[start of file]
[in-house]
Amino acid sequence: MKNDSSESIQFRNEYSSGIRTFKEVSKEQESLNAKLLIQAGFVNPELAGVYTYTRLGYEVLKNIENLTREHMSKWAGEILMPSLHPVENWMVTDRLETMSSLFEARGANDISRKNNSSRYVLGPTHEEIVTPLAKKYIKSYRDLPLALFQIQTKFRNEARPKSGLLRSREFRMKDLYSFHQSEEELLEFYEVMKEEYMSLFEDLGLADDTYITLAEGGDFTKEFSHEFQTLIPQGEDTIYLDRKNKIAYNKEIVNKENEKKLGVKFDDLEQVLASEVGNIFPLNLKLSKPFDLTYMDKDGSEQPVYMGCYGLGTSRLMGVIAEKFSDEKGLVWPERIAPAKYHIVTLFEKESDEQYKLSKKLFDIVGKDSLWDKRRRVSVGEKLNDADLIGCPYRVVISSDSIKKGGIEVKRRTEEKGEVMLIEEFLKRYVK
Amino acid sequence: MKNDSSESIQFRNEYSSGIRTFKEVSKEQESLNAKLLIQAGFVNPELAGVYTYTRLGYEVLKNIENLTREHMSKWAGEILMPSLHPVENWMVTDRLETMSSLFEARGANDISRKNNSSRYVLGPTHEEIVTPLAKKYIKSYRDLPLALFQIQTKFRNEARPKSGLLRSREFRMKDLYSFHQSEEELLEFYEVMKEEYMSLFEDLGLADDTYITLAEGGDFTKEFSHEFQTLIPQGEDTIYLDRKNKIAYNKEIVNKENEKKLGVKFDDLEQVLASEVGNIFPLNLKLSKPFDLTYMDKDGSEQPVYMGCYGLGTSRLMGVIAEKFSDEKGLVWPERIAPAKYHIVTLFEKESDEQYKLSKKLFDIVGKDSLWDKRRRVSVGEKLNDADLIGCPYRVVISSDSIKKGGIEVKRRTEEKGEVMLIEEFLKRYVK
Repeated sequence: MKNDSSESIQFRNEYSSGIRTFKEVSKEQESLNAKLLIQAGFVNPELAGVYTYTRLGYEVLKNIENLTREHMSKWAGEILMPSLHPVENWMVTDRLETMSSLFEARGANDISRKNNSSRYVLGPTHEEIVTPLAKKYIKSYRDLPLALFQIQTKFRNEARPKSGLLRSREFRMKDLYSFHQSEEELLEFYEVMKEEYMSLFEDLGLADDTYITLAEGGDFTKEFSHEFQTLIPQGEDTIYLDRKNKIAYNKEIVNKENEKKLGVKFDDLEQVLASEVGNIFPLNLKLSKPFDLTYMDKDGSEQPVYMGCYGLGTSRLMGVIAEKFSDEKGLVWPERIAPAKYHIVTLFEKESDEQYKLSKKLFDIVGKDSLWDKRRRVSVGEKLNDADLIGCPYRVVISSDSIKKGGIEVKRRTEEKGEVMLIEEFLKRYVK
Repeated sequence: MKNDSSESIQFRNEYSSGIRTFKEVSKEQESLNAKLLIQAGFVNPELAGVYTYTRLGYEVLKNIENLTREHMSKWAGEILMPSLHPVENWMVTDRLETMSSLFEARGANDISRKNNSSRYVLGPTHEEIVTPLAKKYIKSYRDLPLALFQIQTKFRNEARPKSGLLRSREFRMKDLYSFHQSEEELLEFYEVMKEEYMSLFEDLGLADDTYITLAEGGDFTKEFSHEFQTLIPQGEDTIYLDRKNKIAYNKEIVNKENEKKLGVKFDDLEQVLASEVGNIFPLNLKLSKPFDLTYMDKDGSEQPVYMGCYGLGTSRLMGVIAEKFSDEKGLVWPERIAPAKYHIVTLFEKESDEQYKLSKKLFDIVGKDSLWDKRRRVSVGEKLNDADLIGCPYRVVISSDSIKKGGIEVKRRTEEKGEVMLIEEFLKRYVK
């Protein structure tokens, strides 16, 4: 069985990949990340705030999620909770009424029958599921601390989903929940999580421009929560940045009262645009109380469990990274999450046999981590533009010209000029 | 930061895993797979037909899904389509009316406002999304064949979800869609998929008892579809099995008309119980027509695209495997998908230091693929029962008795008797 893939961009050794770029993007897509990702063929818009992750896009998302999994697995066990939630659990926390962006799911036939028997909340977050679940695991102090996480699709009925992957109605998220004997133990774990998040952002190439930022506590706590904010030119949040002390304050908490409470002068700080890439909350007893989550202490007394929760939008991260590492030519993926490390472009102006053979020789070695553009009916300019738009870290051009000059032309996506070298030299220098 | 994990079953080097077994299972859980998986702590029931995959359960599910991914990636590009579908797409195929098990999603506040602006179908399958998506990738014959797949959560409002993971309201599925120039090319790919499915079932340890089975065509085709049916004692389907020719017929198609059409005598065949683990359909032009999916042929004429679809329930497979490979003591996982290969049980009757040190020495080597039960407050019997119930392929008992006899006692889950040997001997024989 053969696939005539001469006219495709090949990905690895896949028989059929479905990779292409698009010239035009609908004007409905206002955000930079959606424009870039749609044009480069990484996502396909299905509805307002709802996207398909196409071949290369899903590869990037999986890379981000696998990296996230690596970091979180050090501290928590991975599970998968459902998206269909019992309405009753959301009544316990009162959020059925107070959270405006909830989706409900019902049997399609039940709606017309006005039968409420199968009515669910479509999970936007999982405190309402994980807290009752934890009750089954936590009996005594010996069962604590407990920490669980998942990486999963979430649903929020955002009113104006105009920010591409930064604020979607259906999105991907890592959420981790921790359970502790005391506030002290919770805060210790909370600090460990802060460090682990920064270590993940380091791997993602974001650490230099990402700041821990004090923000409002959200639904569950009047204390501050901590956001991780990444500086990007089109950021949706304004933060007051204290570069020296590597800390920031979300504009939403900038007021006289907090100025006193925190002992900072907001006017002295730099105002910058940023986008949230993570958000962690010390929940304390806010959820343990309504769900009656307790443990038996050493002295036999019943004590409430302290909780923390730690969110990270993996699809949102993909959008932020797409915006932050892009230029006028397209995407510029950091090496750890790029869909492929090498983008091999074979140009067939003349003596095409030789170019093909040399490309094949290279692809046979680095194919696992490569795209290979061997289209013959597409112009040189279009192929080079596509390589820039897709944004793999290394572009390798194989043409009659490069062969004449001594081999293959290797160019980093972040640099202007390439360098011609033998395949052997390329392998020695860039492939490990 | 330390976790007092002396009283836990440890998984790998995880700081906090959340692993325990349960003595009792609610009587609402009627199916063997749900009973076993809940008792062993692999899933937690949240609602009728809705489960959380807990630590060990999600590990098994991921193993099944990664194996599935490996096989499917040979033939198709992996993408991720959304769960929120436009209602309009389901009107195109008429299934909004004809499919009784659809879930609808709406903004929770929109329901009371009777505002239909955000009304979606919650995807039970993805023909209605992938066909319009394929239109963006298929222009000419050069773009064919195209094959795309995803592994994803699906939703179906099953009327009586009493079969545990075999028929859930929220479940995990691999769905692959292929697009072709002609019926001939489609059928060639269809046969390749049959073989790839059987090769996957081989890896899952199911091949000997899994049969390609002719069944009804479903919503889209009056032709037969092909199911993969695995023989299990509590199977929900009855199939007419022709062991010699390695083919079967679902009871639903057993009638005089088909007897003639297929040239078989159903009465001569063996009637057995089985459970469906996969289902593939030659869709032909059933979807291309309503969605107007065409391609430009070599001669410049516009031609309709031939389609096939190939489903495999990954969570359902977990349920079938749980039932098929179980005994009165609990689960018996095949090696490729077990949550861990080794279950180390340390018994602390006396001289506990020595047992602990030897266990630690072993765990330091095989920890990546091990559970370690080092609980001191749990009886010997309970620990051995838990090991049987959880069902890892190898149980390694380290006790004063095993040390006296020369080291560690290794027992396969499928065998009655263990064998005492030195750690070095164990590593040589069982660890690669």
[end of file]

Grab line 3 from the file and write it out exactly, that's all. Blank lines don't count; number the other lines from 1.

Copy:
Amino acid sequence: MKNDSSESIQFRNEYSSGIRTFKEVSKEQESLNAKLLIQAGFVNPELAGVYTYTRLGYEVLKNIENLTREHMSKWAGEILMPSLHPVENWMVTDRLETMSSLFEARGANDISRKNNSSRYVLGPTHEEIVTPLAKKYIKSYRDLPLALFQIQTKFRNEARPKSGLLRSREFRMKDLYSFHQSEEELLEFYEVMKEEYMSLFEDLGLADDTYITLAEGGDFTKEFSHEFQTLIPQGEDTIYLDRKNKIAYNKEIVNKENEKKLGVKFDDLEQVLASEVGNIFPLNLKLSKPFDLTYMDKDGSEQPVYMGCYGLGTSRLMGVIAEKFSDEKGLVWPERIAPAKYHIVTLFEKESDEQYKLSKKLFDIVGKDSLWDKRRRVSVGEKLNDADLIGCPYRVVISSDSIKKGGIEVKRRTEEKGEVMLIEEFLKRYVK